Alphabet Soup as Affordable Care Enrollment Comes to Wire

March 31st Deadline Blog Graphic-resized-600Bengaluru  We’re on the countdown now for enrollment under the Affordable Care Act known as Obamacare, or at least we are for the first round in what now appears to be a 15-round main event.  At the bell for this round the noise in confusing many folks, but there’s little choice but to “just do it!”

            On one hand, picking a plan continues to be a maze, and navigators who are helping people enroll are not allowed to help even first-time insurance consumers in evaluating the options between the alphabet soup of often contradictory policies offered by an array of companies.  It’s daunting at nearly 40 in Texas and even with only four on offer in Louisiana and Arkansas, given the various permutations of plan levels and options, many health insurance rookies are scratching their heads.

Some surveys are painting the big picture and the messages are underlining the confusion and the avoidance.  

A…survey by the Kaiser Family Foundation, a nonpartisan nonprofit, said 79% of uninsured respondents said they knew the law required nearly all Americans to have health insurance or pay a fine….a survey… by the Robert Wood Johnson Foundation… said almost half of uninsured respondents hadn’t looked for information in the online marketplaces or didn’t plan to do so.

            Even opponents are starting to realize that 6 million or more are likely to be enrolled of the 50 million eligible and that this is a multi-rounder.   Interestingly, there is starting to be a debate now on how much the message should be about the penalties people may face versus the more positive costs-and-subsidies sell by the Administration. 

            We’re getting a hand from H&R Block and Jackson-Hewitt, who I suspect are looking to enter this field deeply in the coming enrollment years, because both are warning clients while they may have heard of  the penalties, they may be underestimating the bite.  According to the Wall Street Journal, H&R Block is putting out flyer for its 22-million customers that indicates the price could be much more for the first year than they’ve heard about:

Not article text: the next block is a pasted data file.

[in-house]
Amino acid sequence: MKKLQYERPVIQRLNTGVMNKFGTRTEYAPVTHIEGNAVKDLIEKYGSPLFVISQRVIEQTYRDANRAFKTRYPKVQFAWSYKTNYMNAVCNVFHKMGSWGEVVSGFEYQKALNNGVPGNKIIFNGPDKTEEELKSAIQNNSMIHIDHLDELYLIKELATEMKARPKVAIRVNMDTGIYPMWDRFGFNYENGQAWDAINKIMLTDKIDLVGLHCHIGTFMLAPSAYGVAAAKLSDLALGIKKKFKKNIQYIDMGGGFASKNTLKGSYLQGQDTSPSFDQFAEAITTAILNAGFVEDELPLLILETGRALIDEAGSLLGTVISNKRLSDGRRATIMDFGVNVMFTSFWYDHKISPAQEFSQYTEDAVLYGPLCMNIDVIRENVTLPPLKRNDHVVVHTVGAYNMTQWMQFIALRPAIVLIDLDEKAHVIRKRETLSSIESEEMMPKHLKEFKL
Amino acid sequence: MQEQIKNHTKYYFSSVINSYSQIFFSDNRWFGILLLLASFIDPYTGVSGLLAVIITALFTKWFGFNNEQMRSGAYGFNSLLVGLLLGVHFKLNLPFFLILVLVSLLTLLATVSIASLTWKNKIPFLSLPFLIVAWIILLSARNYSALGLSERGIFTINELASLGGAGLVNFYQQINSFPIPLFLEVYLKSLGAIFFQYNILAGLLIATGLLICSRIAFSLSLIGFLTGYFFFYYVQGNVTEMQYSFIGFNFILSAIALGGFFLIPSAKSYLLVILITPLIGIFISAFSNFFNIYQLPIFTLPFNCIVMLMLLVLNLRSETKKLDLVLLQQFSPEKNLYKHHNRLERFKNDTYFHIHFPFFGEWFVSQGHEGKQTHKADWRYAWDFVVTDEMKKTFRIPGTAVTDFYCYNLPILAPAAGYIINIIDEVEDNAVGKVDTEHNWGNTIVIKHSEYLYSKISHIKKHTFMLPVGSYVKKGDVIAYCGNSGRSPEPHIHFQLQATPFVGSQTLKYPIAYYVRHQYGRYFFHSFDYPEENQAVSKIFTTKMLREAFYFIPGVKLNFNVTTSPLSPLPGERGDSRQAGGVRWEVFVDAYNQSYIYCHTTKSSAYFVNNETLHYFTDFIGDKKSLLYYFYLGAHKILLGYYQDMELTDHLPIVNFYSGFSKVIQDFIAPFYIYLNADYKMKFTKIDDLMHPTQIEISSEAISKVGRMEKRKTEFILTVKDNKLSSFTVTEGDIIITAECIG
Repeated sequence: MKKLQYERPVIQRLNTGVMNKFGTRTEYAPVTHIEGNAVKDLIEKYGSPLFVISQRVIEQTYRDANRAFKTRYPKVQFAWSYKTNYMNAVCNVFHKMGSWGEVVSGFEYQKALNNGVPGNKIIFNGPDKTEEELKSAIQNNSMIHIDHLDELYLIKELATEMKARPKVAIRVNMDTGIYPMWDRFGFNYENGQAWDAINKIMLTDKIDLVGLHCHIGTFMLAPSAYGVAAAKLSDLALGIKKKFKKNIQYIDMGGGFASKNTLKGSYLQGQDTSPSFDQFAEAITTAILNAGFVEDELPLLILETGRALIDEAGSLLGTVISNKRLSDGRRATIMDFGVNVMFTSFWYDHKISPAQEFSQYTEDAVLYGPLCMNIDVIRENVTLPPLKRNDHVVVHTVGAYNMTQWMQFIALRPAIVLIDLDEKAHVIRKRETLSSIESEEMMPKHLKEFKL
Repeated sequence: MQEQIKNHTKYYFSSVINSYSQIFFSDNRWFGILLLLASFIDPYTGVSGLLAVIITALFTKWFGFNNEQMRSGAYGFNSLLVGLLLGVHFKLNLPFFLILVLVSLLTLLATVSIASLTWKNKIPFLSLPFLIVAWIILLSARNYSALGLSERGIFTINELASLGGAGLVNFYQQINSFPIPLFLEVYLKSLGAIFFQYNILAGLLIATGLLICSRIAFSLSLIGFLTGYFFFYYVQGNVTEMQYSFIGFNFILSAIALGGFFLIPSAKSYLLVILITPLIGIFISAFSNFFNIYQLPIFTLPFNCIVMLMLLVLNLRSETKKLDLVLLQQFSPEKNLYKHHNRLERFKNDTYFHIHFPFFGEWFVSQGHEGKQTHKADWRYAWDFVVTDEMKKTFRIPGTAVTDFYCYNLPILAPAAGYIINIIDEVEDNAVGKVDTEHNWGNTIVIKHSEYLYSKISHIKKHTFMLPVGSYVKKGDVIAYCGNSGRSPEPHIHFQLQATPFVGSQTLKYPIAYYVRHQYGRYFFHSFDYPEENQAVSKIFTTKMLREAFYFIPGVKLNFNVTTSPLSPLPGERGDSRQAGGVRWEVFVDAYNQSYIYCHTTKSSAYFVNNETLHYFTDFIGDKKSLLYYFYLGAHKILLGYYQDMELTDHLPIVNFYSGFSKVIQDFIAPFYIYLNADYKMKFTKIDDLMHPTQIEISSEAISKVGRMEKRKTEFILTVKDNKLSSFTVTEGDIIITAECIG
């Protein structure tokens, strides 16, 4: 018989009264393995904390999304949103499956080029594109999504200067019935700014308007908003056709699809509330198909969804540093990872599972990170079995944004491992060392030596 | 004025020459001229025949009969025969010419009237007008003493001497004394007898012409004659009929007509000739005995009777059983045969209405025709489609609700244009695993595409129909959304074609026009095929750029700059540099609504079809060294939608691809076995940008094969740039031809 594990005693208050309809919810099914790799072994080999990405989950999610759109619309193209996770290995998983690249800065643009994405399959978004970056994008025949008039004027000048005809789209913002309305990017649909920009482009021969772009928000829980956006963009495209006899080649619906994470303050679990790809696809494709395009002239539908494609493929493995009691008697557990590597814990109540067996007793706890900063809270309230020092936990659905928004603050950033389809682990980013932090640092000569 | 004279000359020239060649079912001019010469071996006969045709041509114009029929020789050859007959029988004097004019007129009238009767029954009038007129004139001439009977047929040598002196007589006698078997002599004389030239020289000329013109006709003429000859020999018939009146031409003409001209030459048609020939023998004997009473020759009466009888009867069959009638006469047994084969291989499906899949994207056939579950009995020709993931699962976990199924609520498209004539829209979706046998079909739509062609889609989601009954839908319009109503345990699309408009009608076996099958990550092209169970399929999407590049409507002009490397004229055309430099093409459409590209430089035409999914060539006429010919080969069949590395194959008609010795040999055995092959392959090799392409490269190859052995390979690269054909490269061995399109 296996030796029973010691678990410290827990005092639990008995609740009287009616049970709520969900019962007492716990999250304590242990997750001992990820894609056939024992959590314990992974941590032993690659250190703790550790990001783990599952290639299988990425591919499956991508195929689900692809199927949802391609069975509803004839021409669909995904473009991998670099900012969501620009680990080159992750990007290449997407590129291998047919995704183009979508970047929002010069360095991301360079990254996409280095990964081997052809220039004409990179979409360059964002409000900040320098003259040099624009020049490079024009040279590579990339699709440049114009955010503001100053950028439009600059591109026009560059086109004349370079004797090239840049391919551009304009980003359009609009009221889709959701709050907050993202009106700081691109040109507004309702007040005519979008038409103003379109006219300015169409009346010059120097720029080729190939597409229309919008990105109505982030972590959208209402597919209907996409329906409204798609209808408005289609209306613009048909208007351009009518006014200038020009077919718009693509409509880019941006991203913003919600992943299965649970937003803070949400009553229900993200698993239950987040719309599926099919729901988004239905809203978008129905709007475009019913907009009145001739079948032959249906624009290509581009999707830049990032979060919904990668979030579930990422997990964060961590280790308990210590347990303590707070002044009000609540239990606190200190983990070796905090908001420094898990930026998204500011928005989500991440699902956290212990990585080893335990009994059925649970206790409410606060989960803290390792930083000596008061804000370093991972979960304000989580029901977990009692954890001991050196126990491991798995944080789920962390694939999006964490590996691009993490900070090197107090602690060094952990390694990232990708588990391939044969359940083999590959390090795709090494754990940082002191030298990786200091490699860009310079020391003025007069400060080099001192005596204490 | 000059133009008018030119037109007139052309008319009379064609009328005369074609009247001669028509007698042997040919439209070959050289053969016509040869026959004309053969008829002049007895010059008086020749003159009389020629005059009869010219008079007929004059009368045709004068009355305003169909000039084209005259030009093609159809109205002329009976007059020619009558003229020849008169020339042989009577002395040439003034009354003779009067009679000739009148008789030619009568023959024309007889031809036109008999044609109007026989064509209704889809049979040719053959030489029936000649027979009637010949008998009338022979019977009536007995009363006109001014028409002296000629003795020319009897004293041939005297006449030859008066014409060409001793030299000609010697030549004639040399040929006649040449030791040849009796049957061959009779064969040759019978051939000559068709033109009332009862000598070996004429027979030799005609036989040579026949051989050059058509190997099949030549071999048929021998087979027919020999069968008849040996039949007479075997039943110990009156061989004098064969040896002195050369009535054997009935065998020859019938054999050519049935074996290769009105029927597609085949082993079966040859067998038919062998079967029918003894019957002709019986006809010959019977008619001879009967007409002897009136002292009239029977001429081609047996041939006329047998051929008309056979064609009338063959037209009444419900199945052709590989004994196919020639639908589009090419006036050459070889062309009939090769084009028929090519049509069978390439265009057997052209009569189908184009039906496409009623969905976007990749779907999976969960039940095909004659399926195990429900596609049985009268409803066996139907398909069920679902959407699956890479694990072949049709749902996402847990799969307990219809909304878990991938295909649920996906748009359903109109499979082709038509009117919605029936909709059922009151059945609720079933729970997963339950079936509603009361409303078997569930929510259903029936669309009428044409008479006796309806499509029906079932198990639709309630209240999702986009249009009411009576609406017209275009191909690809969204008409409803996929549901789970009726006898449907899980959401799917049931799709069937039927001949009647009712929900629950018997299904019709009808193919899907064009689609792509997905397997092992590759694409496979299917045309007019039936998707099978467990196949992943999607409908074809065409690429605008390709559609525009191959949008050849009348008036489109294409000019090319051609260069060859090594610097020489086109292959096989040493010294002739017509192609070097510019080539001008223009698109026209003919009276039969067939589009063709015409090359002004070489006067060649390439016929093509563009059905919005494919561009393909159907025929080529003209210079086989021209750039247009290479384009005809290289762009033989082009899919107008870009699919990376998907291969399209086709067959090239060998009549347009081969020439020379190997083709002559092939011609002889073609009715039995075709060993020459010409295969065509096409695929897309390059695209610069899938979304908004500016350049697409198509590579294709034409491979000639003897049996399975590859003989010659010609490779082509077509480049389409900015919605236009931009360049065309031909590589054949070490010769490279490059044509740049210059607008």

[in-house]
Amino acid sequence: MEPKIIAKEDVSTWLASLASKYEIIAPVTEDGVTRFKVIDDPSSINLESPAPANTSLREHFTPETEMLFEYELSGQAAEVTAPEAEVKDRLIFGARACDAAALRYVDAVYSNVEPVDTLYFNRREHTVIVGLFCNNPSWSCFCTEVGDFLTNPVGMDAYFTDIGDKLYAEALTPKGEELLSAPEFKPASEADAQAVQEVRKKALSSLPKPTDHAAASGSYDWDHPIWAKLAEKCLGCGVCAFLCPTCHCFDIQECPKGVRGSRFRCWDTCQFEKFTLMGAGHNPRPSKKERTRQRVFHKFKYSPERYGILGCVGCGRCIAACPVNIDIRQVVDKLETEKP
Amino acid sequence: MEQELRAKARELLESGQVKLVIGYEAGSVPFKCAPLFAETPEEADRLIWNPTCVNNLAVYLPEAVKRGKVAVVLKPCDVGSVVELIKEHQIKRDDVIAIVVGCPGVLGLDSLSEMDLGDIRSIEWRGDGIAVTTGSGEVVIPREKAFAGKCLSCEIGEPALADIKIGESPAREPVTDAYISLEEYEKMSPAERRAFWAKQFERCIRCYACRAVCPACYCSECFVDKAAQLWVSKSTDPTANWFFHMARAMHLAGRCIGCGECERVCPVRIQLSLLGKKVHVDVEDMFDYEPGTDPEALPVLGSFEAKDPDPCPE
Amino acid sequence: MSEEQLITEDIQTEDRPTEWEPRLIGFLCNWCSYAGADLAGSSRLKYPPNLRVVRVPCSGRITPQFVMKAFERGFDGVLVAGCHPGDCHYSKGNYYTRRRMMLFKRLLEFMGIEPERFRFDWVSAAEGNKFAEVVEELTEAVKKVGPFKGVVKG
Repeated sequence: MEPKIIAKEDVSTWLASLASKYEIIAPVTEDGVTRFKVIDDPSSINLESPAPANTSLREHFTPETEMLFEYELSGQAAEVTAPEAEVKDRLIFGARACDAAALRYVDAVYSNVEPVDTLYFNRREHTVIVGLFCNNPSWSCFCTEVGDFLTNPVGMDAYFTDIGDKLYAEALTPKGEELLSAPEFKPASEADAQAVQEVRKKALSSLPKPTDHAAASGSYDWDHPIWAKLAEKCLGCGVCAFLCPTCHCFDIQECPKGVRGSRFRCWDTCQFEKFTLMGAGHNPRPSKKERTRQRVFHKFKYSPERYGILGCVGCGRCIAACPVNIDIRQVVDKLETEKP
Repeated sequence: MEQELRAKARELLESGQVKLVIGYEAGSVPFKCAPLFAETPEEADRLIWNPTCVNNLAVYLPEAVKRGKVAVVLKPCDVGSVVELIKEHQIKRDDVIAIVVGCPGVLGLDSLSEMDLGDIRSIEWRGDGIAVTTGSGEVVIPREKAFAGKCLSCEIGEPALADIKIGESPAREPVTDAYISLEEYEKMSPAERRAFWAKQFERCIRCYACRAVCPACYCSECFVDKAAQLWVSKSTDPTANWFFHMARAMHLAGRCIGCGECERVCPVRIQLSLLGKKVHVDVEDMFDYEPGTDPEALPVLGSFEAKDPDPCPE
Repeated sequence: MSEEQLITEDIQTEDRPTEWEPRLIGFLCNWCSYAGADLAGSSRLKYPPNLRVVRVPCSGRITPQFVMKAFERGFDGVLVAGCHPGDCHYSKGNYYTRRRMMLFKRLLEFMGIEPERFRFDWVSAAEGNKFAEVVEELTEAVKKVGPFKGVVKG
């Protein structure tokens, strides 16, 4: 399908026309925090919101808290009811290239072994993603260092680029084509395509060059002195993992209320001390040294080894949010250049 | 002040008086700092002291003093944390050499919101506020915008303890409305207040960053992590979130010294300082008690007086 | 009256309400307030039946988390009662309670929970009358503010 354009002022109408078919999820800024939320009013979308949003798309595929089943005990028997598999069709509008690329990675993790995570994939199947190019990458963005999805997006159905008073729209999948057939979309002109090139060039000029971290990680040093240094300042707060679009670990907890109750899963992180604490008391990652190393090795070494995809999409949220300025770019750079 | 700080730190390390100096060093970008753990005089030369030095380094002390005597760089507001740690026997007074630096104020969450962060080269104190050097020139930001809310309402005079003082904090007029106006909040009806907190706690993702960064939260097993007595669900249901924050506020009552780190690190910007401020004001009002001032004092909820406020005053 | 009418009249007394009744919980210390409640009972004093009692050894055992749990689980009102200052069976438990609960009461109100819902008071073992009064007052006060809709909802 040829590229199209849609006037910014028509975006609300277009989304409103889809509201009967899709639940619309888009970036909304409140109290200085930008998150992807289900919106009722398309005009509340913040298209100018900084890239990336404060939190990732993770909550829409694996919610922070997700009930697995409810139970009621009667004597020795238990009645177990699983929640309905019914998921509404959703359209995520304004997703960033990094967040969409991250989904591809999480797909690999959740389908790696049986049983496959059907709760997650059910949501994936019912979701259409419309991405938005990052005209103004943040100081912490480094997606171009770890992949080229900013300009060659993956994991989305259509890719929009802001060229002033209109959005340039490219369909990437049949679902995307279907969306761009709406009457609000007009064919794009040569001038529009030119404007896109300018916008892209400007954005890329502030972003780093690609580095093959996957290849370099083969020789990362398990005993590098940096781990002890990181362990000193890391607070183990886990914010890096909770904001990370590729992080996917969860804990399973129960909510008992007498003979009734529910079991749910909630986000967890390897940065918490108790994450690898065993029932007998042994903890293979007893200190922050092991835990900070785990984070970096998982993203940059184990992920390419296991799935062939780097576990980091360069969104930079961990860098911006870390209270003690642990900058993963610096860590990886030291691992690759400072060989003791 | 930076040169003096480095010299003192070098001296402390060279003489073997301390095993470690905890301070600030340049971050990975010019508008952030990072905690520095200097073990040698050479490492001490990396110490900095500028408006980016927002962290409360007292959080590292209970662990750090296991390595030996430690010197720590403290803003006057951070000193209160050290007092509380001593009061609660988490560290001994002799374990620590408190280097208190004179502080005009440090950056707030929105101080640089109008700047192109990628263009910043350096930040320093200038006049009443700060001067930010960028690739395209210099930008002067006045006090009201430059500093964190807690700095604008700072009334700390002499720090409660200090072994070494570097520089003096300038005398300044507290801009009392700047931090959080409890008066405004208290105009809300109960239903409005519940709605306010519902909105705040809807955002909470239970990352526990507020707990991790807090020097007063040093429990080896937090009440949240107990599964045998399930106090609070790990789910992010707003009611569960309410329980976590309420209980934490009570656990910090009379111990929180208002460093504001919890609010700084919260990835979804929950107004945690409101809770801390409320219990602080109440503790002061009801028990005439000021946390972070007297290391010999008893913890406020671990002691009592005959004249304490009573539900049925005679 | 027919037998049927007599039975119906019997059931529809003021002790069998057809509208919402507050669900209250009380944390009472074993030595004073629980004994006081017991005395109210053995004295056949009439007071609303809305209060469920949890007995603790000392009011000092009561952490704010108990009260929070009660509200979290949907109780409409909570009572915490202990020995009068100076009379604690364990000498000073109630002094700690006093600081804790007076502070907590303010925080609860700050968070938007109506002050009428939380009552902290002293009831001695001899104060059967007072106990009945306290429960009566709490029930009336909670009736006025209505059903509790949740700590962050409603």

One H&R Block handout for people who visit a branch specified that a married couple with two children filing jointly, and making $58,500 a year, would be hit with a penalty of $350 in 2014, then $975 in 2015 and $2,085 in 2016—far greater than the $95 many people assume they’re eyeing.

Unfortunately too many might confuse these numbers for the first year with their likely cost and think it’s a wash, and decide “I’ll just wait for next year,” because they don’t understand the fact they may be eligible for more subsidies and cost sharing right now.

            There are also a lot of people on the bubble.  In addition to the completed applications, there are another 4.5 million who completed all of the application phase on national or state websites, but never managed to pick a plan as they wallowed through the company maze.  Bringing those 4.5 million under care would take first year numbers past 10 million.  It’s hard to believe that we can get enough done in the last week, but those are folks just waiting for the first pain of penalties and the choice architecture to improve enough to push them over the line.

            There’s a lot of work still to be done, but everyone is pushing in the last week to make every day count.

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